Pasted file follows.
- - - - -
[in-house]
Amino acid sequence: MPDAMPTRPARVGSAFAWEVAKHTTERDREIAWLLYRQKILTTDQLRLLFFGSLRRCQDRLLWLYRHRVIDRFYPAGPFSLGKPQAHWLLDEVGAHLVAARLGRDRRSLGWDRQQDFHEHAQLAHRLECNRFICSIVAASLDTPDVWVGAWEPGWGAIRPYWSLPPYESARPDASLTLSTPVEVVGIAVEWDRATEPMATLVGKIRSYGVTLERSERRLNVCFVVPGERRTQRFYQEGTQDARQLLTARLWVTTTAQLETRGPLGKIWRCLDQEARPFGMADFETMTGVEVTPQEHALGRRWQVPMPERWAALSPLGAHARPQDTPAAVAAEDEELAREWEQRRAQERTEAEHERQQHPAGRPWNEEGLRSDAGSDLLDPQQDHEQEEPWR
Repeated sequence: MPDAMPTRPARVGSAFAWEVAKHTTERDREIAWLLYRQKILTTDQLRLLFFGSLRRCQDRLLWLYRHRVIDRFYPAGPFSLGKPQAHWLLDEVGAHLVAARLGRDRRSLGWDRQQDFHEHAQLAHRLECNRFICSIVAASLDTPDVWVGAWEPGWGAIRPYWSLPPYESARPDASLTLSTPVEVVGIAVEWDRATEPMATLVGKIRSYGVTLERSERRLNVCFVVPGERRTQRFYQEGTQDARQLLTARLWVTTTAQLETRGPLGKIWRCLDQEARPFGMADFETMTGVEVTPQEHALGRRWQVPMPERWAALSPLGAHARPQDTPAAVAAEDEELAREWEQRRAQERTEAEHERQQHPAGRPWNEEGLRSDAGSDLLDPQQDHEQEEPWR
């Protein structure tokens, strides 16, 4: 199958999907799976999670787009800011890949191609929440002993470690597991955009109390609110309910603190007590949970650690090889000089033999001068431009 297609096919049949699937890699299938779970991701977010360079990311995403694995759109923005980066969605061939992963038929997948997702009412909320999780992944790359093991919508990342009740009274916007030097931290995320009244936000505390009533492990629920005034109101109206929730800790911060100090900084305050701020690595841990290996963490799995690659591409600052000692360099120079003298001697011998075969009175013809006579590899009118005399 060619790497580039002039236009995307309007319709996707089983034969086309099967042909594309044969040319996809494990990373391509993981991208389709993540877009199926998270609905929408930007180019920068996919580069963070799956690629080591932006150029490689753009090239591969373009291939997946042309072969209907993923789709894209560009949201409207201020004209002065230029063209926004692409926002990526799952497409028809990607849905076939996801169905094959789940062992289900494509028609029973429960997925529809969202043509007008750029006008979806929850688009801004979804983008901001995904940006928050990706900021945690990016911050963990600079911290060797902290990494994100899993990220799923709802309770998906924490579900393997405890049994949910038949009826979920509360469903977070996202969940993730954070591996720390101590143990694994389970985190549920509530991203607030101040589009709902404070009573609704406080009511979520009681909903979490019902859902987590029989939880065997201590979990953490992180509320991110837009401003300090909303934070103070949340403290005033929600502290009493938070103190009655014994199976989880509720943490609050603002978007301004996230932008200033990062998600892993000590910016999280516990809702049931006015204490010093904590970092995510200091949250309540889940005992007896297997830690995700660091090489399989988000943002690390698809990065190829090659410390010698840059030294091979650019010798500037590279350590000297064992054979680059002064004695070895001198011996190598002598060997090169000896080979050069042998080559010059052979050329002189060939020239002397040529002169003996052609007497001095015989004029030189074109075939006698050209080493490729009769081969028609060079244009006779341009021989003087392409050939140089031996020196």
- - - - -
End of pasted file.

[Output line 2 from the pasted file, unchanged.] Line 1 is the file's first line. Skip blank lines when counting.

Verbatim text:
Amino acid sequence: MPDAMPTRPARVGSAFAWEVAKHTTERDREIAWLLYRQKILTTDQLRLLFFGSLRRCQDRLLWLYRHRVIDRFYPAGPFSLGKPQAHWLLDEVGAHLVAARLGRDRRSLGWDRQQDFHEHAQLAHRLECNRFICSIVAASLDTPDVWVGAWEPGWGAIRPYWSLPPYESARPDASLTLSTPVEVVGIAVEWDRATEPMATLVGKIRSYGVTLERSERRLNVCFVVPGERRTQRFYQEGTQDARQLLTARLWVTTTAQLETRGPLGKIWRCLDQEARPFGMADFETMTGVEVTPQEHALGRRWQVPMPERWAALSPLGAHARPQDTPAAVAAEDEELAREWEQRRAQERTEAEHERQQHPAGRPWNEEGLRSDAGSDLLDPQQDHEQEEPWR